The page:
day to Saturday November 4, Nation
al Commander C. Hamilton Cook, of
the Disabled American Veterans of
the World War, made public recently.
The spectacle of a race across the
country between an army dirigible
and a reconstructed De Havlland air
plane will be witness on September 5
and 6, according to dispatches from
San Deigo, Calif.
Michigan police are stationed at the
state reformatory at Iona, Mich., as
the result of an outbreak among the
inmates.
Seventy-five men, comprising the en
tire night force of the Argonaut mine,
Jftckson, Amador county, California,
are entombed in the mine as the re
sult of a fire which recently broke out
in the mine. ,
Two of the thirty-five men jailed
in the wholesale round-up of alleged
confidence men at Denver, Colo., have
been identified by investigatrs from
the district attorney's office. They
aiJ Eddie Schultz of Knoxville, Tenn.,
and C. V. Wilson of Toledo, Ohio.
One man was killed outright and 34
persons injured, some believed seri
ously, when an auto truck carrying a
strawride party was ditched over a
steep embankment near Baltimore, Ma
ryland. ,
Nine men are In custody and four of
them have been implicated in an al
leged plot declared to have been in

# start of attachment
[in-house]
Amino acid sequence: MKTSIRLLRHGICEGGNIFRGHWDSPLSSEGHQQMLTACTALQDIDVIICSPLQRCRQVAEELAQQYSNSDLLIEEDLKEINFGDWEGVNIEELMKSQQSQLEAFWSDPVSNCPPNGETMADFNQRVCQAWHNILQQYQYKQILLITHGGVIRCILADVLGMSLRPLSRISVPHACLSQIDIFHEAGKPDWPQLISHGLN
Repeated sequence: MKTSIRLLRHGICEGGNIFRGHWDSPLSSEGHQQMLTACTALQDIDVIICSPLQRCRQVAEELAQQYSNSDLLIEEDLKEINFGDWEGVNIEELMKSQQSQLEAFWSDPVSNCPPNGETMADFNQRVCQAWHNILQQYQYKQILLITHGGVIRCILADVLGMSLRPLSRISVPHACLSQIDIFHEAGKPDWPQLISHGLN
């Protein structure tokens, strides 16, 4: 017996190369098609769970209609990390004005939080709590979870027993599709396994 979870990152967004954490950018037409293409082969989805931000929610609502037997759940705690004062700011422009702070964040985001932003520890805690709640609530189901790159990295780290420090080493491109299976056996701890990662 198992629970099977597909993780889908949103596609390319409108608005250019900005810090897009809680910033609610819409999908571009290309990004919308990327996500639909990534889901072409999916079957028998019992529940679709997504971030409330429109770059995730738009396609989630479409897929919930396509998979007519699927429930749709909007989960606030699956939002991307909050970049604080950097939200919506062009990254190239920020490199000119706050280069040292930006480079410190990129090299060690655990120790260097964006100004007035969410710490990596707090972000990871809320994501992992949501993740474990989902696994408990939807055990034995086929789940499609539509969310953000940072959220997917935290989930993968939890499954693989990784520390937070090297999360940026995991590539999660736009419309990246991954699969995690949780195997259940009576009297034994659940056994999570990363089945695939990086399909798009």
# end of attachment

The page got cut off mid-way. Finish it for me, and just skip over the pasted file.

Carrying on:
spired by radicals in connection with
a wreck of a Michigan Central ex
press train at Gary, Ind., several days
ago. Further arrests are expected. '
A tornado which swirled through
Henry county, Kentucky, did property
damage estimated at $600,000, not in
cluding the destruction of the tobac
co crop valued at $500,000.
A daring plot to escape from the
federal penitentiary at Leavenworth,
Kans., by dynamiting gates and shoot
ing down the guards was frustrated
by the confession of a trusty.
County police questioned Mrs. George
Cline in an effort to obtain more in
formation concerning the killing of
John Bergen, a motion "picture actor,
by George Cline, the woman's husband,
just as a duel, was to have taken place
in their home at Edgewater, N. J.
Twenty - three additional warrants
calling for a total of forty arrests, In
cluding five women, were issued In con
nection with the Communist conven
tion by federal officers at Bridgman,
Mich.
Dr. E. J. .Maguire, weighing 170,
recently proved at Warren, Ohio, that
man can maintain normal on fifty
cents cf, food a day.
A big crowd marcbd through the
city of Chicago the other day demand
ing a referendum on the manufacture
of light wines and beer.
Lila and Madeline Wells, 6 and 8,
set out to meet their father, on his
way home' from a quarry. Halt a
mile away they taw their father, who
saw them.- He saw a fast approaching
train and Tan to save them. He lost
the race, and all three were kilHd.
Cow and Calf Go on '
Wild Spree Together
Danville, Va. How a cow and
a calf which had drunk a mlxf
ture of water and moonshine
liquor Invaded the dining-room
of Herbert Dlllard, son of Judge
Peter Dlllard of Rocky Mount,
is contained in advices reaching
here from that point
Law enforcement officers
poured out Into the street gut
ter 500 gallons of liquor seized
in a raid. - Liquor and water to
gether ran down the street past
a lawn where the cow and calf
were grazing. Both animals
drank and, according to onlook
ers, quickly showed the effects